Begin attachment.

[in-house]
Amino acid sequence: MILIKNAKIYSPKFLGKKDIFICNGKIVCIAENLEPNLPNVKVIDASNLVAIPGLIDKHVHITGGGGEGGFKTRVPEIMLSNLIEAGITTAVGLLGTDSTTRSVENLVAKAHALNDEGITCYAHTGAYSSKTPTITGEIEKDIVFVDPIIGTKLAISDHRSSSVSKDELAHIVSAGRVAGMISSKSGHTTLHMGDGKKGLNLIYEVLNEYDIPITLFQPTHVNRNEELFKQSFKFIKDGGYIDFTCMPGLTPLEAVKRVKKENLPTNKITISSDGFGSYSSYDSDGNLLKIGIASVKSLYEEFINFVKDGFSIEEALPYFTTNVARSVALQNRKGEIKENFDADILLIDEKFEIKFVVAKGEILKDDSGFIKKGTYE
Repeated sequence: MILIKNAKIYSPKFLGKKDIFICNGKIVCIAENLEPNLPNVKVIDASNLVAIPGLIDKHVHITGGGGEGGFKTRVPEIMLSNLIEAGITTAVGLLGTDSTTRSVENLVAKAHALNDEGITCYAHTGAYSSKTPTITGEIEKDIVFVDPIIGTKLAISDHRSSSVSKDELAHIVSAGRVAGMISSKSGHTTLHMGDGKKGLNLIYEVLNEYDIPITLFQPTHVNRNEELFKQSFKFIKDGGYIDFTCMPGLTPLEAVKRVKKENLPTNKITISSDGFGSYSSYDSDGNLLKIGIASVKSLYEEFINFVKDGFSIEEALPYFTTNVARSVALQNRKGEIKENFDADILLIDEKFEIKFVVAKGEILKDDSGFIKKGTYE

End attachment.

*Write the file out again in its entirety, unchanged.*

[in-house]
Amino acid sequence: MILIKNAKIYSPKFLGKKDIFICNGKIVCIAENLEPNLPNVKVIDASNLVAIPGLIDKHVHITGGGGEGGFKTRVPEIMLSNLIEAGITTAVGLLGTDSTTRSVENLVAKAHALNDEGITCYAHTGAYSSKTPTITGEIEKDIVFVDPIIGTKLAISDHRSSSVSKDELAHIVSAGRVAGMISSKSGHTTLHMGDGKKGLNLIYEVLNEYDIPITLFQPTHVNRNEELFKQSFKFIKDGGYIDFTCMPGLTPLEAVKRVKKENLPTNKITISSDGFGSYSSYDSDGNLLKIGIASVKSLYEEFINFVKDGFSIEEALPYFTTNVARSVALQNRKGEIKENFDADILLIDEKFEIKFVVAKGEILKDDSGFIKKGTYE
Repeated sequence: MILIKNAKIYSPKFLGKKDIFICNGKIVCIAENLEPNLPNVKVIDASNLVAIPGLIDKHVHITGGGGEGGFKTRVPEIMLSNLIEAGITTAVGLLGTDSTTRSVENLVAKAHALNDEGITCYAHTGAYSSKTPTITGEIEKDIVFVDPIIGTKLAISDHRSSSVSKDELAHIVSAGRVAGMISSKSGHTTLHMGDGKKGLNLIYEVLNEYDIPITLFQPTHVNRNEELFKQSFKFIKDGGYIDFTCMPGLTPLEAVKRVKKENLPTNKITISSDGFGSYSSYDSDGNLLKIGIASVKSLYEEFINFVKDGFSIEEALPYFTTNVARSVALQNRKGEIKENFDADILLIDEKFEIKFVVAKGEILKDDSGFIKKGTYE